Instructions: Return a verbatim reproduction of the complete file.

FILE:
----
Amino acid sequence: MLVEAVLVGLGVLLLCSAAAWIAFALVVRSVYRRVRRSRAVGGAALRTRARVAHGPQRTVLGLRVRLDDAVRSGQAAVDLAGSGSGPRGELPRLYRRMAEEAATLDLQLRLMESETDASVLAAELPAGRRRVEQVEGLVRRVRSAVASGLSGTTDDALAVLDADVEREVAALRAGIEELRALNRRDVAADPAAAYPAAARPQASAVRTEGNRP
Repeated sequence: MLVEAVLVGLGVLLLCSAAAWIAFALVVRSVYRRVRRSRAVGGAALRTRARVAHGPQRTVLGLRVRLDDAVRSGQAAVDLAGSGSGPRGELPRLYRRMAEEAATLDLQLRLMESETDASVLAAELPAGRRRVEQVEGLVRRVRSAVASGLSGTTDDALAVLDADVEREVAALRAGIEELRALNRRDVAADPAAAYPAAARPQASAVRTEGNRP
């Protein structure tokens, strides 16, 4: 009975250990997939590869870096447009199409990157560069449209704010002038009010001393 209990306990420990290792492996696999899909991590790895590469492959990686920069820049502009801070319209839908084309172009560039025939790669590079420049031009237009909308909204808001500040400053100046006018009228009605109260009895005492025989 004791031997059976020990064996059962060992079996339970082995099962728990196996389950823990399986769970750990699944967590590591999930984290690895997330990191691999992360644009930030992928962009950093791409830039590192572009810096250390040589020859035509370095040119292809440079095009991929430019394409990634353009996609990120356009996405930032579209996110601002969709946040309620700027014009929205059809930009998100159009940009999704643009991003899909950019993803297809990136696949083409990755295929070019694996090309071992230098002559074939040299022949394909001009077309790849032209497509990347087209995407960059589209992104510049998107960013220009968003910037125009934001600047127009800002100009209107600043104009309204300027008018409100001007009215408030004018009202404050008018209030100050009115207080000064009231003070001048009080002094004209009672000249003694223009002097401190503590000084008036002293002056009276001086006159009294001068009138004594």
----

Amino acid sequence: MLVEAVLVGLGVLLLCSAAAWIAFALVVRSVYRRVRRSRAVGGAALRTRARVAHGPQRTVLGLRVRLDDAVRSGQAAVDLAGSGSGPRGELPRLYRRMAEEAATLDLQLRLMESETDASVLAAELPAGRRRVEQVEGLVRRVRSAVASGLSGTTDDALAVLDADVEREVAALRAGIEELRALNRRDVAADPAAAYPAAARPQASAVRTEGNRP
Repeated sequence: MLVEAVLVGLGVLLLCSAAAWIAFALVVRSVYRRVRRSRAVGGAALRTRARVAHGPQRTVLGLRVRLDDAVRSGQAAVDLAGSGSGPRGELPRLYRRMAEEAATLDLQLRLMESETDASVLAAELPAGRRRVEQVEGLVRRVRSAVASGLSGTTDDALAVLDADVEREVAALRAGIEELRALNRRDVAADPAAAYPAAARPQASAVRTEGNRP
């Protein structure tokens, strides 16, 4: 009975250990997939590869870096447009199409990157560069449209704010002038009010001393 209990306990420990290792492996696999899909991590790895590469492959990686920069820049502009801070319209839908084309172009560039025939790669590079420049031009237009909308909204808001500040400053100046006018009228009605109260009895005492025989 004791031997059976020990064996059962060992079996339970082995099962728990196996389950823990399986769970750990699944967590590591999930984290690895997330990191691999992360644009930030992928962009950093791409830039590192572009810096250390040589020859035509370095040119292809440079095009991929430019394409990634353009996609990120356009996405930032579209996110601002969709946040309620700027014009929205059809930009998100159009940009999704643009991003899909950019993803297809990136696949083409990755295929070019694996090309071992230098002559074939040299022949394909001009077309790849032209497509990347087209995407960059589209992104510049998107960013220009968003910037125009934001600047127009800002100009209107600043104009309204300027008018409100001007009215408030004018009202404050008018209030100050009115207080000064009231003070001048009080002094004209009672000249003694223009002097401190503590000084008036002293002056009276001086006159009294001068009138004594």